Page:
8. This is sad but also common, I think (attempting to have a Christian portrayal but denying it’s either Christian or not including Christ.)
    It hurts when you examine a show you enjoy & find out it’s flaws.
    Yet there is good to be claimed here, if only to point out that Ted shows what am actual Christian might look like.
    However, that’s it. Ted can’t be a Christ-like figure because he is clearly a regular human being. And thus flawed & capable of mistakes.
    Putting our faith in him or, as the show appears to suggest, our own goodness, we will ultimately fail.
    Because our own goodness can’t make up for or erase the bad & evil that we do.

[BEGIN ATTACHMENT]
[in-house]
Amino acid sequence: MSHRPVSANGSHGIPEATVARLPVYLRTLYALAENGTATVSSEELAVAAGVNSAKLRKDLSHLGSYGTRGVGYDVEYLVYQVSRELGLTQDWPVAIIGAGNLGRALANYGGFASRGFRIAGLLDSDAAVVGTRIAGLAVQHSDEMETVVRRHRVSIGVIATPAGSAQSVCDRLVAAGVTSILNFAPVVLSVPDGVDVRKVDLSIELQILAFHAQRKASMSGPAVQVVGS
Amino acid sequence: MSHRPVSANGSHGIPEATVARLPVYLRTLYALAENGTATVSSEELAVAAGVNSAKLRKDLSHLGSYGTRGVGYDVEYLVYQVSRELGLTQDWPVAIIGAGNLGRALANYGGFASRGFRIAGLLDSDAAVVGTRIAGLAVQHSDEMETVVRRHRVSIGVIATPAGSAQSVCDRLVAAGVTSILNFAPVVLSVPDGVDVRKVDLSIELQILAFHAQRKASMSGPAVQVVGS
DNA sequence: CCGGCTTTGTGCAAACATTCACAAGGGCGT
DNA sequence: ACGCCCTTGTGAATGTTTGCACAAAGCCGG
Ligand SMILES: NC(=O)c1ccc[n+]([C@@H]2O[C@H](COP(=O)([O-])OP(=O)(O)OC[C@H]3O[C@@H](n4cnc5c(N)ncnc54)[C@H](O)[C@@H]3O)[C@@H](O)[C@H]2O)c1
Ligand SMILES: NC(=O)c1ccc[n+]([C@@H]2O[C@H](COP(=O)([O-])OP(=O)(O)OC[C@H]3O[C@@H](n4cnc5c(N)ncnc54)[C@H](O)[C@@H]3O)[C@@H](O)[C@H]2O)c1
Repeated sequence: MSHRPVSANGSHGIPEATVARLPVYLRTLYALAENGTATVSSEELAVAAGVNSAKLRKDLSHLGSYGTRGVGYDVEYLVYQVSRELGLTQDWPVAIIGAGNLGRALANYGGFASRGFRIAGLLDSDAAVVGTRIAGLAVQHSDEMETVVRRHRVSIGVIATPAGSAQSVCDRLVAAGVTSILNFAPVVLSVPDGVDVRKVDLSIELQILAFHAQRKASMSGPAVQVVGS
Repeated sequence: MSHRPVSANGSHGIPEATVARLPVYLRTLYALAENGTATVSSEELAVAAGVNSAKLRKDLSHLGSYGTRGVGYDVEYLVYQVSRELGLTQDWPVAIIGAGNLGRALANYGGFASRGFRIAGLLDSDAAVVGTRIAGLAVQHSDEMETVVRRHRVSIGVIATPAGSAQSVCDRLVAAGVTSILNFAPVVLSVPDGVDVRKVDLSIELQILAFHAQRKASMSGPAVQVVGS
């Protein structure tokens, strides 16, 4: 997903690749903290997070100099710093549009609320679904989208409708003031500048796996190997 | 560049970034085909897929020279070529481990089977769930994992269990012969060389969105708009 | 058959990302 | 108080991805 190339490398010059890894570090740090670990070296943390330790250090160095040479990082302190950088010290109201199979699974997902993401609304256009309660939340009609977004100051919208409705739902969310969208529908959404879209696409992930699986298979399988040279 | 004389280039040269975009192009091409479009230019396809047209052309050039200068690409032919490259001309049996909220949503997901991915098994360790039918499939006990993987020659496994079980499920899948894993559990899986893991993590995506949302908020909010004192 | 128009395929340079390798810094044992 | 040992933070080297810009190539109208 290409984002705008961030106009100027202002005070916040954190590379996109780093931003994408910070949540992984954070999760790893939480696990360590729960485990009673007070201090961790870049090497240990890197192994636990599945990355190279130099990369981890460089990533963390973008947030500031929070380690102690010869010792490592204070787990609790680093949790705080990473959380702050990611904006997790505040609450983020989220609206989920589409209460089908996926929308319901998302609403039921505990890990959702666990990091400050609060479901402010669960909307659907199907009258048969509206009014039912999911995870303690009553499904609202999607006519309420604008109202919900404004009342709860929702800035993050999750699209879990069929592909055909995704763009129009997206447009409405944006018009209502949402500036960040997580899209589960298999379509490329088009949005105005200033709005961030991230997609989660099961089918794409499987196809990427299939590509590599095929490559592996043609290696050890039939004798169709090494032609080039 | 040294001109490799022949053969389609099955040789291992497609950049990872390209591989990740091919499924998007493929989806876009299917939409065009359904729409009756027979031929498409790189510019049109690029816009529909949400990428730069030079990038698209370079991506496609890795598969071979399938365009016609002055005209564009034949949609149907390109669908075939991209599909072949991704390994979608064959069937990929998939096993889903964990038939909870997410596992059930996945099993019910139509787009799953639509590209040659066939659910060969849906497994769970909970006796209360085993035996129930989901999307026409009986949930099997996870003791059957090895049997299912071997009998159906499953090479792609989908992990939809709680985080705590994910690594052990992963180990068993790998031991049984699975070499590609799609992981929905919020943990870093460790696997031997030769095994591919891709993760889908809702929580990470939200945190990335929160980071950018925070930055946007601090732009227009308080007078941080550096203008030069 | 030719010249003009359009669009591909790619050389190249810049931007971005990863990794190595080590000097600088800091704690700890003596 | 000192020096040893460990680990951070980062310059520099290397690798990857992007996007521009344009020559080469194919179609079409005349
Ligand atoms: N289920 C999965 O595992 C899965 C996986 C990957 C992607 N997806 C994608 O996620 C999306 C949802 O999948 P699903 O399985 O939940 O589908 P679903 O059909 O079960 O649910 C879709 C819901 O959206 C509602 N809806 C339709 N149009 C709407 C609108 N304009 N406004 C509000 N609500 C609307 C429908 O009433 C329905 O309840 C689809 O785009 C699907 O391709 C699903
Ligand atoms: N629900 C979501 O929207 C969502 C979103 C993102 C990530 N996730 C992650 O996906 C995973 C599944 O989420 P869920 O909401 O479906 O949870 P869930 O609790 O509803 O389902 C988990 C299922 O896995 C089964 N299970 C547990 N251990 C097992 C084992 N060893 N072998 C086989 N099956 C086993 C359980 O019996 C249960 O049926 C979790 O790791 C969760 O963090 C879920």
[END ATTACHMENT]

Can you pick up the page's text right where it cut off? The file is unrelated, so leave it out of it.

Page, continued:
And least anyone think what they’ve done isn’t that bad, read The Screwtape Letters.

    1. The Christian’s had their own Ted Lasso. His name is Jimmy Carter. You will not find a person who lives his life as close to Christ’s example than Jimmy Carter. And how did the Christian’s reward him? Showed him the door and regularly mock him. No…I have zero use for the Christian’s of today.

  9. I was also put off that according to Sam, Christmas reminds him of colonialism.

  10. Not to mention the demonic voodoo seance to get rid of the curse of the treatment room. Referring to God as a “she”. Ted divorcing his wife not on the ground of sexual immorality and committing adultery with another woman. And numerous other glaring issues that irked me over the first season that made me stop halfway through the season 1 finale.